EU/Morocco relations have enjoyed a resurgence after a period in the doldrums. Now they can move forward towards an ambitious partnership, writes James Moran.
James Moran is Associate Senior Research Fellow at the Centre for European Policy Studies and former EU Ambassador to Egypt & Jordan
After a period in the doldrums, it has been a good year so far for EU-Morocco relations. Early in 2019, the European parliament approved amendments to the EU-Morocco Association and fisheries agreements that resolved the dispute over the inclusion of Western Sahara in the scope of those accords.
This helped to pave the way to the joint declaration at the successful Association Council in June which sets out a number of ambitious goals on joint security, migration management, climate, trade and development, and many other areas. As the EU’s outgoing High Representative Federica Mogherini said at the time, ‘we have now turned the page’.
The change in tone and substance reflects a strategic reappraisal by both sides of their core interests. With Tunisia and Algeria in political transition, Libya mired in internal conflict, and persistent insurgencies in the Sahel, Morocco is for the EU a rare example of political stability in its turbulent southern neighbourhood and has proved to be a reliable and effective partner in control of terrorism and migration. On the latter, in 2018/19, some 135,000 irregular migrants were prevented from reaching Europe via maritime routes off the Moroccan coast, 38,000 were rescued at sea and over 300 people smuggling networks were disbanded.
With conflict and instability dogging the North African region, and by extension Europe itself, the EU has a strong interest in supporting a peaceful solution to the Western Sahara dispute, and in the joint declaration welcomed the ‘serious and credible’ efforts led by Morocco to that end, under the auspices of the UN.
European commercial interests are also strong in Morocco, with large stocks of European investment, notably in the Auto industry. In the bigger picture, since rejoining the African Union, Rabat is one the EU’s more important partners in taking forward its Africa strategy, which has been identified by the current Finnish EU Presidency as a major priority.
For Morocco, the EU remains by far its most important economic partner, accounting for well over half of its trade and investment, and it has very significant links to Europe through the sizeable Moroccan-origin communities in Spain, France and elsewhere, which generate major remittances, and tourism. It shares interests in controlling illegal migration and terrorism, both of which can threaten its own stability, and fighting climate change. It also needs European understanding and support in dealing with the Western Sahara.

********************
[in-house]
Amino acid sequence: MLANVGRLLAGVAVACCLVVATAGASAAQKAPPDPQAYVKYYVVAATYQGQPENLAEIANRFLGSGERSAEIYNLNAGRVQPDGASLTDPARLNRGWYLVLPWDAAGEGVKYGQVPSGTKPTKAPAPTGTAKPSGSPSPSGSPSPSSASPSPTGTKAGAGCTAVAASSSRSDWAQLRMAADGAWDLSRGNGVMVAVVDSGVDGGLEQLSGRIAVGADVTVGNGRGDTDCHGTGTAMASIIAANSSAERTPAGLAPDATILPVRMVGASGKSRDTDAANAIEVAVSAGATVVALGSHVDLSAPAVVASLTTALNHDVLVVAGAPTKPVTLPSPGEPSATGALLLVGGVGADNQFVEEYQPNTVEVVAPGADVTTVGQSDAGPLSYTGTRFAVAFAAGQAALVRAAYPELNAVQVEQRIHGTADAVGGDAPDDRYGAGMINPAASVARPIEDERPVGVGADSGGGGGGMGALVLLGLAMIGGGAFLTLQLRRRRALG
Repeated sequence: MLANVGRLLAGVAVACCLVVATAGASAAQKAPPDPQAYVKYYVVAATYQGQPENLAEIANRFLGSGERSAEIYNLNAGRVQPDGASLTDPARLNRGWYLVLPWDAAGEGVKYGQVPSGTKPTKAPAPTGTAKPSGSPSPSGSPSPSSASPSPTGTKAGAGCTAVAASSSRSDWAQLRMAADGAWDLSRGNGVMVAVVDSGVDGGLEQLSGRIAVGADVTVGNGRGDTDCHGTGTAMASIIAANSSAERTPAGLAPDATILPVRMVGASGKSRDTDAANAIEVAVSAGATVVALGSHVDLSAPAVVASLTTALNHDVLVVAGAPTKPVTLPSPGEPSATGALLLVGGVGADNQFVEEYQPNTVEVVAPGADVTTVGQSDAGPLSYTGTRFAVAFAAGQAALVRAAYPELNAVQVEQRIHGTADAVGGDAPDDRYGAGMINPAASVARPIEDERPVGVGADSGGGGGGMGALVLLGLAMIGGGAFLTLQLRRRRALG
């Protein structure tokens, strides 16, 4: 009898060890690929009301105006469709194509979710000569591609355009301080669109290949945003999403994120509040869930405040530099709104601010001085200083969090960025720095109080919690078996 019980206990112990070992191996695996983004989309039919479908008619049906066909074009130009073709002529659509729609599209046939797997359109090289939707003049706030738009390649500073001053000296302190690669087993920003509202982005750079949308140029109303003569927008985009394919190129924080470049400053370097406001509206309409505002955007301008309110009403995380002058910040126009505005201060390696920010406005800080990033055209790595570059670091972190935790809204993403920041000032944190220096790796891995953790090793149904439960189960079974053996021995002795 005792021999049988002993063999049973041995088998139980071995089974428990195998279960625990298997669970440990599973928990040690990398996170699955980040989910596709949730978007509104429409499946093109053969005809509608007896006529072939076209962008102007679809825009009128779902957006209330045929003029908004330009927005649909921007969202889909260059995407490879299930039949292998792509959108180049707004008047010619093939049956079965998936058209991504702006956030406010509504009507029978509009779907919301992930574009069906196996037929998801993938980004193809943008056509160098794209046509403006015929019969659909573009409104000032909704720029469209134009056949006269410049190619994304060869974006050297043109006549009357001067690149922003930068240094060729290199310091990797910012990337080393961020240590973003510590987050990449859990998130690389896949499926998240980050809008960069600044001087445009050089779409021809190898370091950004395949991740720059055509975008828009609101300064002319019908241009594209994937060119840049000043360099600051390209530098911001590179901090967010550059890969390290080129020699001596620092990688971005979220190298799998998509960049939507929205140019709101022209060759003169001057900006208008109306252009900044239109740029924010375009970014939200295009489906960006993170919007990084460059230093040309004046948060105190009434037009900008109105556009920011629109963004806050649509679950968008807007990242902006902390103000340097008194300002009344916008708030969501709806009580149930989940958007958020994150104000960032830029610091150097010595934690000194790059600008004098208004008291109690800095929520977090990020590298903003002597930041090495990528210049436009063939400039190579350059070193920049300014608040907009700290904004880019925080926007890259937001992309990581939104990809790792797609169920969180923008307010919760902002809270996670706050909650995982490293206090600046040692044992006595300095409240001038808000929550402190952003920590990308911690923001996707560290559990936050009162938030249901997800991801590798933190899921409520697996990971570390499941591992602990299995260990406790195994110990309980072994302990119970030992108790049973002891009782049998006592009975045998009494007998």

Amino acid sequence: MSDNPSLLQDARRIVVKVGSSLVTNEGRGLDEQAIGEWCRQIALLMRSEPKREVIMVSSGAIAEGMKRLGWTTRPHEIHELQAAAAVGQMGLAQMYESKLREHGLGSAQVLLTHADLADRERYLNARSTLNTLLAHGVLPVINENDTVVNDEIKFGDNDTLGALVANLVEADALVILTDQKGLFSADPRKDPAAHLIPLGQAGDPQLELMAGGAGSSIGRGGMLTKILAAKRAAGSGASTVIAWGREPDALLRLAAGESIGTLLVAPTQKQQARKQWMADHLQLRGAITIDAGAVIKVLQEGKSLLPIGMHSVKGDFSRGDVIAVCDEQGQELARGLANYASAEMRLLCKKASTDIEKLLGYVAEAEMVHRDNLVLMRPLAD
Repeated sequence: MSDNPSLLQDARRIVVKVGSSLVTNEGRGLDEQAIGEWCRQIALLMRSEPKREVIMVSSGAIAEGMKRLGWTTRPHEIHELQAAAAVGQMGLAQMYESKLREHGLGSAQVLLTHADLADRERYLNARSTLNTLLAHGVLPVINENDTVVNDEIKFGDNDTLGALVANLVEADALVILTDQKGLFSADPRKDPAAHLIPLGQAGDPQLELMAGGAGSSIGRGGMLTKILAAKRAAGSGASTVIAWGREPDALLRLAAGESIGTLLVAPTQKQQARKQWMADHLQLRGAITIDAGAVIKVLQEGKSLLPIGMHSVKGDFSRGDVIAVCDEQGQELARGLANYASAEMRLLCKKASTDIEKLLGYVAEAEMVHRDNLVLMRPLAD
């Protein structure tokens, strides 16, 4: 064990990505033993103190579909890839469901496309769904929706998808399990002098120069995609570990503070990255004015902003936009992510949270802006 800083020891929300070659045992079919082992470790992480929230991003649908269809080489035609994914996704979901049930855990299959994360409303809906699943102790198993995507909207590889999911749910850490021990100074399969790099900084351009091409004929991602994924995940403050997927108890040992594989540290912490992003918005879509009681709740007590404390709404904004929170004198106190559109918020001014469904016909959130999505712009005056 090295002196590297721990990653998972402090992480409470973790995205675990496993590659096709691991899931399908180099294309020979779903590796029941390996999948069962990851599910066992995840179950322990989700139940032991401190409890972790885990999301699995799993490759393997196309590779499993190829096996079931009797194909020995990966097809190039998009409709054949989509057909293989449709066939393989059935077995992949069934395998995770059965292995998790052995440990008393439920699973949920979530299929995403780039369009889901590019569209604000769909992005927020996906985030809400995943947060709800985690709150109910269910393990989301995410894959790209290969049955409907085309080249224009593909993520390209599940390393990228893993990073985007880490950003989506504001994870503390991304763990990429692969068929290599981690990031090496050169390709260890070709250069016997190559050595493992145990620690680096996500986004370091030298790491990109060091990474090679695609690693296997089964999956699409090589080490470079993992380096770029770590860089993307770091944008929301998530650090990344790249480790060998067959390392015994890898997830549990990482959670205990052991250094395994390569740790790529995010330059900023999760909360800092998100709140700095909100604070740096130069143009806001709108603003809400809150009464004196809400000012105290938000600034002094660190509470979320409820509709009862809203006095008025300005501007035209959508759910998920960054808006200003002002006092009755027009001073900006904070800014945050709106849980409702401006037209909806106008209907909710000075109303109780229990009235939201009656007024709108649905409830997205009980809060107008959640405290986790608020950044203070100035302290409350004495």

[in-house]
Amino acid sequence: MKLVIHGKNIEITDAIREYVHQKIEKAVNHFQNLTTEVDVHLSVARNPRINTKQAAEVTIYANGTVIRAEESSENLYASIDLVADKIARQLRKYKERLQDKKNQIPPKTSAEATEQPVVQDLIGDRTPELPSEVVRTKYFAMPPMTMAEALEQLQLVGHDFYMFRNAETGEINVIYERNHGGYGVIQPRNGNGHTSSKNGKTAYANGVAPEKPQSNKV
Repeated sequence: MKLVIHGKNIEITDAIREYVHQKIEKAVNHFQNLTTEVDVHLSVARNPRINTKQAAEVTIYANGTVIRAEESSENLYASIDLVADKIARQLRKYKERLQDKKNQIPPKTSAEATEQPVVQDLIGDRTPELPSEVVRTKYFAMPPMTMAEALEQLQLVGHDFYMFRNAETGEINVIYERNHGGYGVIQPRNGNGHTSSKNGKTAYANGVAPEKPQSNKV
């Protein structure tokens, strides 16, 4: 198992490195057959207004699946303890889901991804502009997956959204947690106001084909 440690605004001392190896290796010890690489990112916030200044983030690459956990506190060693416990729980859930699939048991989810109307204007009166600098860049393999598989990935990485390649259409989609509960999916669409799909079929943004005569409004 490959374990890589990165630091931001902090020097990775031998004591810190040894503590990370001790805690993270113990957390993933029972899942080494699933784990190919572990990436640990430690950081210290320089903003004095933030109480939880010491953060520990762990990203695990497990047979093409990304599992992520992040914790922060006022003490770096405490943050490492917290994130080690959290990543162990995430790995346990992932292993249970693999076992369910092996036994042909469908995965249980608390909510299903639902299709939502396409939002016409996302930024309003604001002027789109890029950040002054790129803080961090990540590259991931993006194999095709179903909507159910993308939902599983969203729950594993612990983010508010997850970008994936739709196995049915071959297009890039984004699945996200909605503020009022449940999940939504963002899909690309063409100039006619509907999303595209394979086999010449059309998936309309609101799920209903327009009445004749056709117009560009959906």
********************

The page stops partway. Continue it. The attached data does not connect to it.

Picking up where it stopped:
Human rights and democracy remain bones of contention, although relative to many other countries in the middle east and north Africa, Morocco has had some success in fostering political inclusion and government accountability, areas where King Mohammed VI has shown strong leadership.
Time for delivery
So, the stage is now set for a step change in relations and it is likely that the new EU leadership, once confirmed, will quickly understand the potential for greater cooperation.
Indeed, Ms Mogherini’s designated successor as High Representative, Josep Borrell is a frequent visitor to Morocco and as Spanish Foreign Minister, he has been vocal in calling for better relations and greater EU support for the country. One of his first tasks will be to review the EU’s southern neighbourhood policy, in which Morocco is a key participant, and given his record one would expect that he will give a high priority to delivering on the joint declaration.
Three areas stand out for urgent attention:
A return to talks on a mobility partnership, where the key quid pro quo will as ever involve the EU facilitating legal migration for business people, students and young workers and the like in return for Morocco further intensifying cooperation on control of illegals, including on return and readmission.
In the past, this has proved difficult, not least because of Morocco’s reluctance, in common with the rest of the southern neighbourhood countries, to readmit third country nationals. If it is to work this time, the EU will doubtless have to provide greater incentives than those already available, such as financial support for development and trade preferences.
Both sides’ strong commitment to the Paris convention means that cooperation on climate change is an area where there could be low hanging fruit: Morocco is already a leader in its region in renewable energy (it is home to the world’s largest concentrated solar energy farm) and greater EU investment, using grant aid resources in combination with loans from its development banks should be a top priority.
Last but by no means least, both sides have committed to relaunch negotiations on a Deep and Comprehensive Free Trade Agreement (DCFTA). The talks have been stalled since 2014 and there is opposition within some sectors of the Moroccan economy that fear that opening up will jeopardise their businesses.
The EU needs to be flexible in its approach here, and a new offer will be needed if talks are to get underway again. But there is wide recognition that a DCFTA would provide a shot in the arm to EU Foreign Investment and the creation of jobs that go with it, a major challenge for Rabat as it struggles to deal with its ‘youth bulge’.
In all, there are high hopes on both sides of the Med that 2020 will provide proof of the pudding cooked last June. And when it comes to bets on where the EU can have the most positive impact in the south, Morocco is at, or near the top of the list.